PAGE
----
At any given time, you’re most likely to find Scott Namestnik in one of two places: in the field, where he completes wetland delineations, botanical inventories, natural features inventories, endangered species surveys, invasive species mapping, and plant identification workshops, or in his office, managing projects and reports for Orbis Environmental Consulting in South Bend, Indiana.
We caught up with Namestnik to learn more about his work in the research industry as a Senior Botanist. While he initially intended to study architecture at Miami University in Oxford, Ohio, Namestnik soon learned that his interests were more inclined towards studying vegetation rather than blueprints: “Halfway into my first semester, I decided to switch majors,” Namestnik recalled.
“I had always enjoyed environmental science classes in high school … I essentially flipped a coin and went with the botany major.”
That proverbial coin flip proved to pay off; after graduation, Namestnik accepted a job offer at The Nature Conservancy in Missouri, where he completed field botany and vegetation sampling. It was here at Namestnik met Justin Thomas, a fellow botanist at the Conservancy with, Namestnik noted, “charisma and passion that is wildly contagious.”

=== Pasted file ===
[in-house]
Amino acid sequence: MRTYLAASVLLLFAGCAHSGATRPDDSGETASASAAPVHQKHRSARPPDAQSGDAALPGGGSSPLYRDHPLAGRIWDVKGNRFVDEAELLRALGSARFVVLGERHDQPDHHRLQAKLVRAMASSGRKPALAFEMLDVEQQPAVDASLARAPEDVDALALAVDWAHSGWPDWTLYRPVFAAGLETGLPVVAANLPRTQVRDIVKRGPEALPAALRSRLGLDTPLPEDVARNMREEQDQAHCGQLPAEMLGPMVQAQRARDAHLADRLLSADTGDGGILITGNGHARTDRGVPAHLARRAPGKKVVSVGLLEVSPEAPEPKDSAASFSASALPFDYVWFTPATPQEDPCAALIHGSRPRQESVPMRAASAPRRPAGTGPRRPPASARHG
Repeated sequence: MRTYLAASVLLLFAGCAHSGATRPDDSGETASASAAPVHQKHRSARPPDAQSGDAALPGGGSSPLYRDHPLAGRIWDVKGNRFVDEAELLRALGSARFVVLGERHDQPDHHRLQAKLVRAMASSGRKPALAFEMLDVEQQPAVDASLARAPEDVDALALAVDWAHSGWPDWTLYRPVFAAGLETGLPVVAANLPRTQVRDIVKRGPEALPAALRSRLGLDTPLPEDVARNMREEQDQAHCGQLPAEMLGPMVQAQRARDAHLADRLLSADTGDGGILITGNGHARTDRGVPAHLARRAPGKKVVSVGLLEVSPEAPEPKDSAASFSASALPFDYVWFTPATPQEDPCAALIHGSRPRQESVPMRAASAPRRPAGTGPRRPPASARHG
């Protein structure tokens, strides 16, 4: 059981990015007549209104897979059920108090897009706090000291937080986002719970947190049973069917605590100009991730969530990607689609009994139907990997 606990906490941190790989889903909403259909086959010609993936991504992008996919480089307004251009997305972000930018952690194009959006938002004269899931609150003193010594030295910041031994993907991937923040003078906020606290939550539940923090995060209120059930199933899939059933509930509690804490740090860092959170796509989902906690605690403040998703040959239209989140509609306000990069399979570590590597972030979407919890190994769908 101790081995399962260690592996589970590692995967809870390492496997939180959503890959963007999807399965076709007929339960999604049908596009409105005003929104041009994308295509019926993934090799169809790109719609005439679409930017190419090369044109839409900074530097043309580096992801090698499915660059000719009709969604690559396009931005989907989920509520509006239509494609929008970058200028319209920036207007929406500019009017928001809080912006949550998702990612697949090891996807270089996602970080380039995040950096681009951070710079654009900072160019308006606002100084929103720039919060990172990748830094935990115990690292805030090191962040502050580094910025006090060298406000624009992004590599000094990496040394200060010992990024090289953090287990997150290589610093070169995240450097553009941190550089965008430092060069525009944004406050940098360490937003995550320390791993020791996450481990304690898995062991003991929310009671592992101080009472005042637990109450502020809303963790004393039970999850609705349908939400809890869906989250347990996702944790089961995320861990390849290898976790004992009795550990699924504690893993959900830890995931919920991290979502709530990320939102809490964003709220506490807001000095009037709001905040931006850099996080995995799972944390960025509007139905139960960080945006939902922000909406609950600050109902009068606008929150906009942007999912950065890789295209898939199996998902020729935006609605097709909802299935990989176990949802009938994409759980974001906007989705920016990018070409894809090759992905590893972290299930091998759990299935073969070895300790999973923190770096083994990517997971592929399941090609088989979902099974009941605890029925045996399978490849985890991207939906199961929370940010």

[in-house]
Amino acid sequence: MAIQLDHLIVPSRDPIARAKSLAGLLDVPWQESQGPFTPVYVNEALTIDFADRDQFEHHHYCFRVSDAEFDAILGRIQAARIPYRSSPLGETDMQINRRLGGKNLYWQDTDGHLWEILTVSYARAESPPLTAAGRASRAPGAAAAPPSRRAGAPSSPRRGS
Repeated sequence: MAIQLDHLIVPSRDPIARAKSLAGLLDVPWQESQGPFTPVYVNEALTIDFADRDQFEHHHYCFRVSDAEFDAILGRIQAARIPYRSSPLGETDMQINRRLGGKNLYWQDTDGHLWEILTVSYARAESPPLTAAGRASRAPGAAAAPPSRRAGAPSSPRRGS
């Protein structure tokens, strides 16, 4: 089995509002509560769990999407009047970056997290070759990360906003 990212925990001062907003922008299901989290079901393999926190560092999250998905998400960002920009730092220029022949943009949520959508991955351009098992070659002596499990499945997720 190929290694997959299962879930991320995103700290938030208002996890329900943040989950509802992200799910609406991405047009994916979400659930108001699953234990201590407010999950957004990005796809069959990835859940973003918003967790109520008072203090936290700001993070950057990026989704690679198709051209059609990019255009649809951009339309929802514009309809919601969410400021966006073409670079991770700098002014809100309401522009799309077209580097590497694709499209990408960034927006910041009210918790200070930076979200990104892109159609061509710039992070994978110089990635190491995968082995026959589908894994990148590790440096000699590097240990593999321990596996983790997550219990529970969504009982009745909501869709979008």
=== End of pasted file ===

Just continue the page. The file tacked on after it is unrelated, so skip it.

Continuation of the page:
He fondly credits Thomas for his “addiction” to identifying plants: “In addition to loving the fieldwork we would do four days per week, I became addicted to identifying plants … to this day, the line between work and hobby is very gray.”
The day in the life of a botanist is anything but the menial nine-to-five: there is no “typical” workday, according to Namestnik, which is what drew him to the industry. Now a Lead Botanist at Orbis, he works with land trusts, the Department of Natural Resources from various states, private landowners, developers, and other organizations or individuals who require environmental consultation.
He serves as the liaison between the client and regulatory agencies, completing a variety of projects that combine strong communicative skills with a healthy dose of fearlessness: this job, unlike some others, is one that requires a willingness to get your hands dirty, a task that Namestnik carries out with unmistakable enthusiasm and vigor.
We asked how Conseris might bridge the gap between the old and the new, bringing modernization and efficiency to an industry that is as fast-paced as it is ever-changing.
“At this point,” Namestnik stated, “We are not using much technology in the field, but we’re investigating ways to use tablets to collect data.”
Hard-working botanists, rejoice: Conseris is about to make your work with plants a whole lot easier. We’ll follow you anywhere, wi-fi zone or otherwise. Try out our 30-day free trial here!